Recently members of the cafe were invited by Charlie’s Produce to participate in a Farm Tour scheduled to look at the operations of a few local farms. Schols Organic Farm, located near Olympia in the Nisqually River Valley, was the first on our agenda and, to me, the most exciting!
Schols Organic Farm is a certified organic 40 acre farm run by John Schols and his crew. John specializes in growing chards, kales and leaf lettuce. John, a shy, gentle man graciously walked us through the growing process of his crops from start to finish, starting with the seeding process.
Located in the rustically beautiful antique outbuildings of his family’s former dairy operation, John’s seeding process begins. He uses metal seeding trays and clay coated seeds to help somewhat streamline the time consuming and meticulous process of accurately planting 200 cell trays measuring about 2 feet in length by 1 foot in width. Peat based soil is used to nurture these seedlings into forming strong and healthy root systems.
Once seeded, the cell trays are then transferred into the open greenhouse where these seeds become plant starts. Watering becomes a full time job in the sprouting process. Cell trays are placed on water absorbent felt mats, helping keep each cell hydrated. A close eye must be kept on the plant watering system at all times because conditions have a potential to change many times throughout the day. Over watering can lead to rot while under watering can lead to burned plants. Fertilizing is also challenging to manage in this growing stage because organic fertilizers tend to be more dry matter-based, requiring more time to activate than conventional, fast-acting water-based fertilizers.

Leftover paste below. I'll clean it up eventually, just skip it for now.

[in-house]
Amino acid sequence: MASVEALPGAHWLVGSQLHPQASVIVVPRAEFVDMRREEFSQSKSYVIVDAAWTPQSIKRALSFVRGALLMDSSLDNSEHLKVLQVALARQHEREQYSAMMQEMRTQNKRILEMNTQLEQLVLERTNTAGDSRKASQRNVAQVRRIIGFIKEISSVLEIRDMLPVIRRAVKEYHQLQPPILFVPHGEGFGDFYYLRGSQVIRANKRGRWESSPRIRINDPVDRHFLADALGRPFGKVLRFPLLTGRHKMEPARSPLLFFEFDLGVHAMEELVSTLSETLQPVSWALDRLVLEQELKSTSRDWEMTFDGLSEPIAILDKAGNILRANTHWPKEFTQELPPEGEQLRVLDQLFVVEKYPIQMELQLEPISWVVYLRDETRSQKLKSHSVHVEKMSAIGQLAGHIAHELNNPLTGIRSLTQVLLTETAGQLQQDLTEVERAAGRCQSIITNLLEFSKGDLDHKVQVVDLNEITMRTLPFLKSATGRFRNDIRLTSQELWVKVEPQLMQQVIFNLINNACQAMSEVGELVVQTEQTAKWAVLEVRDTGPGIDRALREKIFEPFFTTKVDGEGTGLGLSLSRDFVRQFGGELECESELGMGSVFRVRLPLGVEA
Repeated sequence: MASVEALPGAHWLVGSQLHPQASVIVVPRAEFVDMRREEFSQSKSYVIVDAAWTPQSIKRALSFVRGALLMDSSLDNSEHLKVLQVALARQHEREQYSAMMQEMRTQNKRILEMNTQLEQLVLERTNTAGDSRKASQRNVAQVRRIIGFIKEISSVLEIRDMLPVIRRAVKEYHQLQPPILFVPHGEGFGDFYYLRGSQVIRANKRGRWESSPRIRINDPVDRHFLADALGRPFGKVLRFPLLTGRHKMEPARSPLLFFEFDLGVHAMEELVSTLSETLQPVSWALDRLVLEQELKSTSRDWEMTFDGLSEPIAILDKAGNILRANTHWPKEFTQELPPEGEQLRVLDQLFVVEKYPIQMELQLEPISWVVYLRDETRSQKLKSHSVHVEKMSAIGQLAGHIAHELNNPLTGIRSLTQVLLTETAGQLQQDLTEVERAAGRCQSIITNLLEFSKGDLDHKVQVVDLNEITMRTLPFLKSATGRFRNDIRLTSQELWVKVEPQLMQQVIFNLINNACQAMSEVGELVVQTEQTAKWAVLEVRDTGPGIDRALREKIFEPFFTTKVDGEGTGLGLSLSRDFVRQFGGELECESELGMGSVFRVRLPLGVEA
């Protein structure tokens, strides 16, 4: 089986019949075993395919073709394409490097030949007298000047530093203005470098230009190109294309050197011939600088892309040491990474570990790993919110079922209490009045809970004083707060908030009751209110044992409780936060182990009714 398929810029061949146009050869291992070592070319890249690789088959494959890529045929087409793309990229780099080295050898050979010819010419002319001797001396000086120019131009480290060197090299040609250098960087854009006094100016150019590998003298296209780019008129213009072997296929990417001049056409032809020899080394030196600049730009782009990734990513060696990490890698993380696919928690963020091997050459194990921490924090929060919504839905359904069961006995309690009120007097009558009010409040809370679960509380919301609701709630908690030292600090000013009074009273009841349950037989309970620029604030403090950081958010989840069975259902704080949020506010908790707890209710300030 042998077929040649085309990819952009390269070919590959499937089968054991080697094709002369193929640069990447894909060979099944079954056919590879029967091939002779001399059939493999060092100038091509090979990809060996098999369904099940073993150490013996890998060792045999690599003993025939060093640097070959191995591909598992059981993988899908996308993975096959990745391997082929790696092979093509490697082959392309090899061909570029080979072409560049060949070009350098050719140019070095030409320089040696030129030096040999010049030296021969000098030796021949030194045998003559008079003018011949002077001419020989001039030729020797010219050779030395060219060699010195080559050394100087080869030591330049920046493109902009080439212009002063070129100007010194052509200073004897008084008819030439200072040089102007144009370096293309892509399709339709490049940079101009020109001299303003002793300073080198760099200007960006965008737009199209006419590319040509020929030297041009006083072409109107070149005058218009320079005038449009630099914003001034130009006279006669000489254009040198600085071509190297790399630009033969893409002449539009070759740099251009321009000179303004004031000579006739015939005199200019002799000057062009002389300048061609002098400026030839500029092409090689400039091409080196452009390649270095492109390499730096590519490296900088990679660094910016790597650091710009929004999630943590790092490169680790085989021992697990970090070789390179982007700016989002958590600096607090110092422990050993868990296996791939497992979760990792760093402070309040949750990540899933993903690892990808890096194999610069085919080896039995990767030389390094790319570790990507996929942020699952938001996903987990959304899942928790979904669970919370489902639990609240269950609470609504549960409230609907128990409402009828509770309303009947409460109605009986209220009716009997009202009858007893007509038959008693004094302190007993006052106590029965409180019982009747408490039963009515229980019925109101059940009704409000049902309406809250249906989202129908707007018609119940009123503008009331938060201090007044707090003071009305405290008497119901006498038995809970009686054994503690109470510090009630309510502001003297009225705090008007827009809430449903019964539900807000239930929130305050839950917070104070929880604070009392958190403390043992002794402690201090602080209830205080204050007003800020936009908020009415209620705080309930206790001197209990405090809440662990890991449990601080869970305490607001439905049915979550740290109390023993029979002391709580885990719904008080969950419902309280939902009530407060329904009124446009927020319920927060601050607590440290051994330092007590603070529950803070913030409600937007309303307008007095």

After about 6-8 weeks of nurturing, these plants are ready to be transplanting out into the black loamy soil fields. John fertilizes the land every other year, waiting 120 days after fertilization to plant his first crop. From there it takes about 6 weeks for the plant starts to grow into full heads. Cabbage root maggot is one of the main predators to watch out for in the fields. This fly larva feeds off of the root system of the plants and is devastating to crops. John uses Integrated Pest Management strategies as opposed to pesticides to combat this predator by simply avoiding these pests during the peak of their life cycle and planting a little later. Once fully grown these greens can be clipped and harvested until the plants go to seed, thus ending its productivity. From there the plants are uprooted and turned into compost, the soil is churned and the process starts all over again.
John Schols provided great insight into the mind of a farmer. It was very apparent just how much time, thought and intuition is needed to battle all of the ongoing changes in the lifecycle of these organic plants, just so they can be brought to our dinner table. Next time you eat a salad or sauté some braising greens, I recommend spending a moment appreciating the time and energy spent nurturing those beautiful, nutrient rich greens.
This post was contributed to by Heather M & Lois R.